Greetings my darlings!
As I catch up with my Fantastic Fest reviews, I am super excited to write up this amazing gem of a film. Directed byIssa López, Tigers Are Not Afraid (Siempre Vuelven) is a dark and intimate fairy tale that illuminates enormous social corruption in Mexico.
The story centers around a little girl, Estrella, played by Paola Lara, who comes home from a rough day at school to find her mother is gone. After days of waiting and driven by hunger, Estrella wanders out and befriends a small gang of homeless boys in her neighborhood. Sadly, there are a lot of homeless orphans in this part of Mexico, as local drug lords and their gangs make it a habit to systematically torture and murder who they please. The people in these communities are at the mercy of a corrupt system and poverty. To the children living on the street, it is common knowledge that if your mother disappears, she has been killed by the current drug lord in power. Circumstances are just terrible for these poor children. The rag-tag gang of youngsters begrudgingly accept Estrella, but only after she proves herself by completing an enormously dangerous task. She forges a fragile friendship with the leader of the “Tigers,” a boy named, Shine, played by Juan Ramón López, who both respects and resents her. Through their misadventures, the Tigers become the target of the area crime boss and must hide away to stay alive.
Adding the fantasy element to the film are Estrella’s encounters with a supernatural force and a belief that she was given three wishes. She makes her first wish in a moment of fear and it miraculously works out for her. Estrella begins to accept the creepy force guiding her and learns that her wishes contain a terrible power. The voice of her missing mother haunts her and strange things reveal themselves when she is alone, leading to the films emotional climax. Lopez delicately weaves these fantastic elements into the story with excellent nuance and timing, making Estrella’s journey darkly magical. Even though it’s a fascinating facet of the story, it doesn’t overshadow the touching story of the children themselves. Their innocence is not lost, despite their dire circumstances and you can’t help but fall in love with them. They are adorable, sweet, and plucky, with vibrant imaginations.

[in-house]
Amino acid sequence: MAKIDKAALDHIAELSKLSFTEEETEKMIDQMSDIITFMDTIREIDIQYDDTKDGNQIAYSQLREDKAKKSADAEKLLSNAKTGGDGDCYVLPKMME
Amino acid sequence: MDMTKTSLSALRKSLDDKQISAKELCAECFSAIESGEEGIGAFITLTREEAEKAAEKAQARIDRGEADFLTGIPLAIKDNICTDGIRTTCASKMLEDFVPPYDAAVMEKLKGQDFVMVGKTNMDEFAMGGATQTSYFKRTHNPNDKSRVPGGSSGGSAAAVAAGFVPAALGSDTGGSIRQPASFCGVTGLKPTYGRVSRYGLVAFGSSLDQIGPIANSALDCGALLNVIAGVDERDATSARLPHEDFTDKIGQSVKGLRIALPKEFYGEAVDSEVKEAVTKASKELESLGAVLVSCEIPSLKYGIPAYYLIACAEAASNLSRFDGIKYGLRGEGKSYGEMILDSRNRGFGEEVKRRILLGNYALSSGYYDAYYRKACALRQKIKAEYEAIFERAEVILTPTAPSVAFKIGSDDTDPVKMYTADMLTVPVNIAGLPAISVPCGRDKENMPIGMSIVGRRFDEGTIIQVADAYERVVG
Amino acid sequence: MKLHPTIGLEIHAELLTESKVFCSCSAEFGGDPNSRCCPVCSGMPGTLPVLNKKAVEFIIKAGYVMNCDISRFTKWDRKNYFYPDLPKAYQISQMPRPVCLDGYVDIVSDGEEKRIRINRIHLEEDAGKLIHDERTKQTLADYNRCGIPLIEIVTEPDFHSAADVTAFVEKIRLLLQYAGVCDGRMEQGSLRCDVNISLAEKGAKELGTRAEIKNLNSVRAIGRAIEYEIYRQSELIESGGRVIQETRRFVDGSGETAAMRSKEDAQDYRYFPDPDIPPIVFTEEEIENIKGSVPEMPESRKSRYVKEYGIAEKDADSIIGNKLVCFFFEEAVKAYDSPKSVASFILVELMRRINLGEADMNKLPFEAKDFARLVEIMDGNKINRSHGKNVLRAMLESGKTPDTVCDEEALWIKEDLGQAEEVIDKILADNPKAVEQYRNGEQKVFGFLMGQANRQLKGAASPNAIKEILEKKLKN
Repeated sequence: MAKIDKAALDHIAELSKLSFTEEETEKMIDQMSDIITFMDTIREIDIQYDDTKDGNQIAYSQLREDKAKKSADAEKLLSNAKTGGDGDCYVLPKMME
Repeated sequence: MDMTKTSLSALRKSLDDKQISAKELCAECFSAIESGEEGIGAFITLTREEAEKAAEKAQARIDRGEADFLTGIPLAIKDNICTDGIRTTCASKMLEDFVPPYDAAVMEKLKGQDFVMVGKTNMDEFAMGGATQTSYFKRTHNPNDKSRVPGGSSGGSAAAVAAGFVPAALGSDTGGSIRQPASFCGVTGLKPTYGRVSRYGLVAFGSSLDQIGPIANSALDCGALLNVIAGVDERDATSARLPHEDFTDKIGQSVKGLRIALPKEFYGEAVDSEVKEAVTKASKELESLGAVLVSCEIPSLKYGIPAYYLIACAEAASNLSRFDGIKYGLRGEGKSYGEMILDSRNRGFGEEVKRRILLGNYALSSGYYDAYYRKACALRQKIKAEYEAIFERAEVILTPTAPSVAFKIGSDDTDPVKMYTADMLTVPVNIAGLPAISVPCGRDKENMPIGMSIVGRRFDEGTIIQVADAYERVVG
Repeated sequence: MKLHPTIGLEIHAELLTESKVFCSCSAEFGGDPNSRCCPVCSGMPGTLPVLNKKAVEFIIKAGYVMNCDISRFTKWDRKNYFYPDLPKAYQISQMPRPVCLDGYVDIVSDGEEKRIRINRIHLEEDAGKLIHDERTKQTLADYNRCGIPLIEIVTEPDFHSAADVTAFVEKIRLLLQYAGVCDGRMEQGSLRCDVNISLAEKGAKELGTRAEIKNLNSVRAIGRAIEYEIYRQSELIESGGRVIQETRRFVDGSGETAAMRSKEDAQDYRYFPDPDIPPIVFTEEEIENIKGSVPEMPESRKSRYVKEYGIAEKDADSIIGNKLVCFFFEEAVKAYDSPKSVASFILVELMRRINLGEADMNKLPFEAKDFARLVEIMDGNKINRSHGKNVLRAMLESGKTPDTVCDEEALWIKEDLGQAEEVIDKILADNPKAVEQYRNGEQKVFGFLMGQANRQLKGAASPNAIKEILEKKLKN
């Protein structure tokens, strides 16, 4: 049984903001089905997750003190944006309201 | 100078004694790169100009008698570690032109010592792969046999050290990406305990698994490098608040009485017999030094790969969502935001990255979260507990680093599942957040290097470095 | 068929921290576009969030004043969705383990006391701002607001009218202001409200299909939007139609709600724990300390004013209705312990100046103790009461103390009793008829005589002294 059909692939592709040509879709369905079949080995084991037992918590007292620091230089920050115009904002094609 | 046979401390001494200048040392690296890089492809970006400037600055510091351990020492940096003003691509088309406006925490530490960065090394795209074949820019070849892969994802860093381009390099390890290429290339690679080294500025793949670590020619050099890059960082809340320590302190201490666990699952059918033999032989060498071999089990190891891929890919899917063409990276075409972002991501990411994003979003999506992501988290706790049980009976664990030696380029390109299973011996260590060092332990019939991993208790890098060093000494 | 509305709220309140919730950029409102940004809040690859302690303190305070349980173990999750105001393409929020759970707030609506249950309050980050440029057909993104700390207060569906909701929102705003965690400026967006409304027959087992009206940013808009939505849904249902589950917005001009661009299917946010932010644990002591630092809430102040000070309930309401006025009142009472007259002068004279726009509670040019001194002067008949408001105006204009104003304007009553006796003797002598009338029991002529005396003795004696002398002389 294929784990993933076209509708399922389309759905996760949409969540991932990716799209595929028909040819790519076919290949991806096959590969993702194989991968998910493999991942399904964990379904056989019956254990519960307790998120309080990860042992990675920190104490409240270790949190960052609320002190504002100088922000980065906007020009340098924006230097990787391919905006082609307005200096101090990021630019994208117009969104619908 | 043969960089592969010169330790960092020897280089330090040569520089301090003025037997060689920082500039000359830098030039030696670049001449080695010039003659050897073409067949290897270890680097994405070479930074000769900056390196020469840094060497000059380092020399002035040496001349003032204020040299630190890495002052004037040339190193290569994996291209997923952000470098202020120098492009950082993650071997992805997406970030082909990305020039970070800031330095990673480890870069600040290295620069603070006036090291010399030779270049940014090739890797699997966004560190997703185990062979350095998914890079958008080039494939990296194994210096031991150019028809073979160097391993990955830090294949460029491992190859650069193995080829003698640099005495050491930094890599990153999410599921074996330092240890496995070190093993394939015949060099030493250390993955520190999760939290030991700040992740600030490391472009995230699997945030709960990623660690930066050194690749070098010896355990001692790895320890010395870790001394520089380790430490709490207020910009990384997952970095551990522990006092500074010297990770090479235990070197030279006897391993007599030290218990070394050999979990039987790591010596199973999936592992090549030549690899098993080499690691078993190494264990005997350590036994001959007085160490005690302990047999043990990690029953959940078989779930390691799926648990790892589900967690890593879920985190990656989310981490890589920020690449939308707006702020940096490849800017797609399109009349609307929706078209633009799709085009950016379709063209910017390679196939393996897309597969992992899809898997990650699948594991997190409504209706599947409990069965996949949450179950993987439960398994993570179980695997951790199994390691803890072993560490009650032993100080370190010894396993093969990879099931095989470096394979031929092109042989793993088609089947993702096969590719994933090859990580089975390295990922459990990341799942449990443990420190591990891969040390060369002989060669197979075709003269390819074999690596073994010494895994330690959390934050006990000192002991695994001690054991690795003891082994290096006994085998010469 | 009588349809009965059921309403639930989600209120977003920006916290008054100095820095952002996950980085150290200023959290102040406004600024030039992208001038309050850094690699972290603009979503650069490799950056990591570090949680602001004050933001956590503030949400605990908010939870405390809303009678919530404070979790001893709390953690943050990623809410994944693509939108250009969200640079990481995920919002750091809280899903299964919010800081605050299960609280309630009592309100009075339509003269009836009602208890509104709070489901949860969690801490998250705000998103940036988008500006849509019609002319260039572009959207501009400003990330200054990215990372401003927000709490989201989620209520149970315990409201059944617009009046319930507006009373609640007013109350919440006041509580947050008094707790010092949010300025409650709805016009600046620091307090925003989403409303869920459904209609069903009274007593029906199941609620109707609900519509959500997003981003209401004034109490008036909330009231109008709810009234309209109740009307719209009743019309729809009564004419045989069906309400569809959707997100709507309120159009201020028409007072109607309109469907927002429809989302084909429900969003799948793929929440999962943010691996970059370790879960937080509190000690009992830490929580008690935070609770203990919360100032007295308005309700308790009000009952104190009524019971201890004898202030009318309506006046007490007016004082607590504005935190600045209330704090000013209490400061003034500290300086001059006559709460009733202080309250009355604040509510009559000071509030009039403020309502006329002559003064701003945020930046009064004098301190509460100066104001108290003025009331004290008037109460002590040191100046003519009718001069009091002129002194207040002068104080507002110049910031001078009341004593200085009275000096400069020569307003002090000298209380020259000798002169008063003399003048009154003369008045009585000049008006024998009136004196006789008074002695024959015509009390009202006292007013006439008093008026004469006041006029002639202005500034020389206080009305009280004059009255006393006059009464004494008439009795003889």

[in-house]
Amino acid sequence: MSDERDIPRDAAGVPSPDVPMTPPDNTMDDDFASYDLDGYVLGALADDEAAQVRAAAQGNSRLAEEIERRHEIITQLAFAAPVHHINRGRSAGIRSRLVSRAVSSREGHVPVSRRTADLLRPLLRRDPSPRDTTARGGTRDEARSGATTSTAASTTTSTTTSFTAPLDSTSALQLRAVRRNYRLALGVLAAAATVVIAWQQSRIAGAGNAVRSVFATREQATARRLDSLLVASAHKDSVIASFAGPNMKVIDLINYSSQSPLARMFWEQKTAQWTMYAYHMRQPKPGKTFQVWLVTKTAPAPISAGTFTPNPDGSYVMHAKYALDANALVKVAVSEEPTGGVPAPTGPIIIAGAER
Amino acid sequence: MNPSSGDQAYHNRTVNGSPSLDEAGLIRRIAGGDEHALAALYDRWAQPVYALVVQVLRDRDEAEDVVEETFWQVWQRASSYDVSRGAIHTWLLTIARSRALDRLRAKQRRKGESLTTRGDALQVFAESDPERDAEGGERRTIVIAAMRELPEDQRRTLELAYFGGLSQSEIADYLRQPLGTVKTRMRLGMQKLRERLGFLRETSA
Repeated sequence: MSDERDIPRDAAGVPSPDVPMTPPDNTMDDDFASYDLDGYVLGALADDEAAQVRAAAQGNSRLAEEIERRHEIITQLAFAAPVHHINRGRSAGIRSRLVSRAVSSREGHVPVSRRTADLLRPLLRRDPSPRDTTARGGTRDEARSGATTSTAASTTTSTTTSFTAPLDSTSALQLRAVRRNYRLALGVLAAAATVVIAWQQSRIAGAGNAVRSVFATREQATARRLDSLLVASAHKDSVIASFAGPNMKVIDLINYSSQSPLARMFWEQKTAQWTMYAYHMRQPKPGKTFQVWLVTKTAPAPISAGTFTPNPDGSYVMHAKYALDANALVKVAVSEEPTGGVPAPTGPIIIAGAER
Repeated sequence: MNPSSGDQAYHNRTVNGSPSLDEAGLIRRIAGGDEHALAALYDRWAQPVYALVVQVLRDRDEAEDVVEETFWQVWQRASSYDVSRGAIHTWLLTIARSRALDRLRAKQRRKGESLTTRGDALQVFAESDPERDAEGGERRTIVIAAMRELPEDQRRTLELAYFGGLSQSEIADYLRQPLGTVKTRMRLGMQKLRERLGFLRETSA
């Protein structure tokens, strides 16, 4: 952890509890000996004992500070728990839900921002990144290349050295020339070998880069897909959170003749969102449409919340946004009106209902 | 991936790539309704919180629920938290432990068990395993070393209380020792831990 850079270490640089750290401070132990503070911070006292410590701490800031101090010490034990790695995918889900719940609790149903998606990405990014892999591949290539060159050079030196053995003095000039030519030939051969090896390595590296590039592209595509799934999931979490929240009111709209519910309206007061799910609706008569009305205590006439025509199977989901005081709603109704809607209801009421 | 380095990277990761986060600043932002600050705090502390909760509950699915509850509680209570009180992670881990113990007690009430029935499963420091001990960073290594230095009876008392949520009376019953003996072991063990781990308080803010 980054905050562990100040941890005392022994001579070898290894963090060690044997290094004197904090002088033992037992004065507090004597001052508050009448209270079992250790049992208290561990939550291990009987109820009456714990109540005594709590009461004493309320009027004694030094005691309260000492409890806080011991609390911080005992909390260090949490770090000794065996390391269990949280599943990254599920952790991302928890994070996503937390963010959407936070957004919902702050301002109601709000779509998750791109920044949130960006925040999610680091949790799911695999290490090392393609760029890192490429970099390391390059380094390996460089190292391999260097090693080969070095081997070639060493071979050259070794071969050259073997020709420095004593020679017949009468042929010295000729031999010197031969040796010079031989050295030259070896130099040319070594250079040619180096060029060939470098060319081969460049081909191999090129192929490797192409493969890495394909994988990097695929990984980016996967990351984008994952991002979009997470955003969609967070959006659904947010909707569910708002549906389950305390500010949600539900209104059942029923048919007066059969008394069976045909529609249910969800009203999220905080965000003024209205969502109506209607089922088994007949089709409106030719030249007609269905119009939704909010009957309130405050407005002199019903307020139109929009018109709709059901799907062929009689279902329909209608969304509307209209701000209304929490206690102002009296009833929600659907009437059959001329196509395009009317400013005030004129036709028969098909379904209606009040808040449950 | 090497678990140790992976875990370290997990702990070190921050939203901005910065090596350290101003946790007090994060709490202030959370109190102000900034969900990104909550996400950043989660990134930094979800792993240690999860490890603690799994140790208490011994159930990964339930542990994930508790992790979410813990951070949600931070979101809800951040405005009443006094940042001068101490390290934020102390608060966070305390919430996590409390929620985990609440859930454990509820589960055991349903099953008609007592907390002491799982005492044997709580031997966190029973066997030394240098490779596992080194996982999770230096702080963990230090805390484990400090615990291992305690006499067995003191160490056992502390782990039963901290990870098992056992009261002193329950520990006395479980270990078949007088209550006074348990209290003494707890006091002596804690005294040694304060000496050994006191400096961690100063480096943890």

Technically, the film is beautiful, using sunlight and firelight for most of the ambiance surrounding the children. There are a lot of shadows used on the set, adding atmosphere and mystery to Estrella’s encounters with the strange manifestations that help her. Camera work is mostly hand held, allowing a bit of shaky-cam to show the tenuous struggle for survival and unease that the characters experience. The special effects are perfect and beautifully done, using CGI for the fantasy components without letting them dominate the set design. And to be sure, the fantasy moments are not rainbows and sugarplums, they are a dark as the reality these kids face, but they are beautiful nonetheless.
This film interweaves social injustice, fantasy, and childhood innocence with a deft hand leaving you breathless with its beauty and power. An incredibly emotional movie, I was left in tears more than once, my heart breaking for Estrella and her innocent companions. I am proud of Issa López for making this film. It brings to light a topic that we should not sweep under the rug and as global citizens, we must fight for the well-being and safety of our future generations. I am recommending this film to many people in my life and to you!
Thank you for reading!
The Diva Del Mar